Effective treatment

In order to be effective, MAT, as any other type of treatment, must be:

  • based on the needs of prisoners;
  • provided for the right period of time and at the right dose required by the particular person; and
  • provided with continuity, upon imprisonment and also following release.

As mentioned above, effective treatment has many benefits for individuals by helping them stay alive; reducing the risk of infection, particularly with HIV and hepatitis; achieving abstinence or a stabilised pattern of use; stabilising their social life; improving physical health; and reducing criminal activity. It also benefits society by improving public health; reducing emergencies and hospitalisation; reducing the spread of HIV and other infectious diseases; reducing social welfare costs; and reducing costs to the criminal justice system.

MAT programmes vary in duration, dosage and scheme. Although much evidence (Zickler, 1999) indicates that MAT, especially methadone treatment, is more effective when higher dosages are prescribed on a maintenance basis, many programmes focus on short-term detoxification with decreasing dosages.

Applying MAT solely in the form of detoxification restricts its therapeutic potential. Maintenance treatment aims to stabilise health and achieve social rehabilitation. As research indicates, for most opiate- dependent people (WHO, United Nations Office on Drugs and Crime and UNAIDS, 2004).

Already in 1990, the WHO Regional Office for Europe (1990) suggested standard terms for methadone treatment divided into four categories:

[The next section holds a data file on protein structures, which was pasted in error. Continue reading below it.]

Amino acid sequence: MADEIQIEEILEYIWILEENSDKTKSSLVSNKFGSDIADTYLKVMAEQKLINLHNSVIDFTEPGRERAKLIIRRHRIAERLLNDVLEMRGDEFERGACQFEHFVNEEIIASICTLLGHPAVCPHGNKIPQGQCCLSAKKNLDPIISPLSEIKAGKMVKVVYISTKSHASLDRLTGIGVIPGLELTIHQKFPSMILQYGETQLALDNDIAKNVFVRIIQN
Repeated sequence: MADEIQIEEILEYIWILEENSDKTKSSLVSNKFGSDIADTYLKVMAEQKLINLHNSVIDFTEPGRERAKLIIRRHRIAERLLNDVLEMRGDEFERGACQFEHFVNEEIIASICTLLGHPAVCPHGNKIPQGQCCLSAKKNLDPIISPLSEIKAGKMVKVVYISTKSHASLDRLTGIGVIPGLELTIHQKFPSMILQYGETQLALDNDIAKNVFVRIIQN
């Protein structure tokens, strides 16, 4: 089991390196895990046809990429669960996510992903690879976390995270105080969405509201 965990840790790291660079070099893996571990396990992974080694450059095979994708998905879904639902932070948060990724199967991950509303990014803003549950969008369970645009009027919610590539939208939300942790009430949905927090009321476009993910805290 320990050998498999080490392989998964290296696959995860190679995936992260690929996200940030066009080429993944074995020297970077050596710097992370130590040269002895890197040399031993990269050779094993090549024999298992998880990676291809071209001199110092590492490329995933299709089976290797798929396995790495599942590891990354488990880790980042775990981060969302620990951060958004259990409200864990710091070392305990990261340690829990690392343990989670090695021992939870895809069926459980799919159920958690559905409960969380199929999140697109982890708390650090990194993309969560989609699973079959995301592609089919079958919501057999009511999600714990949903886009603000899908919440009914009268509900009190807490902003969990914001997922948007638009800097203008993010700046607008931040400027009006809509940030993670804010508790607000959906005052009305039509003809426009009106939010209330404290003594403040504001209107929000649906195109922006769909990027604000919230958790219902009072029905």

• short-term detoxification: decreasing doses over one month or less;
  • long-term detoxification: decreasing doses over more than one month;
  • short-term maintenance: stable prescribing over six months or less; and
  • long-term maintenance: stable prescribing over more than six months.

In addition, distinguishing between low-threshold programmes and high-threshold programmes is important. The distinction between these types can be broadly summarized as follows:

Low-threshold programmes:

  • are easy to enter;
  • are oriented towards harm reduction;
  • have as a main goal to relieve withdrawal symptoms and craving and improve people’s quality of life; and
  • offer a range of treatment options.

High-threshold programmes:

  1. are more difficult to enter and may have selective intake criteria;
  2. are abstinence-oriented (which could include abstinence from methadone);
  3. do not have flexible treatment options;
  4. adopt regular (urine) control;
  5. have an inflexible discharge policy (illegal opiate use not being consented); and
  6. include compulsory counselling and psychotherapy.

The concept of “low threshold” should not be regarded as synonymous with “low quality”.

In general, low-threshold programmes are more successful in serving harm reduction purposes for both the addicted individual and society, by rapidly engaging and retaining people in treatment. For those with a chaotic lifestyle due to their drug habit such programmes are associated with better treatment outcomes, and thus meeting the aims of substitution treatment.

Given the often chronic nature of opiate addiction, MAT can be compared to other treatments that are effective in treating serious chronic relapsing conditions such as hypertension and diabetes. These diseases, like opioid dependence, are chronic, require daily treatment, and have a high risk of adverse effects if treatment is stopped.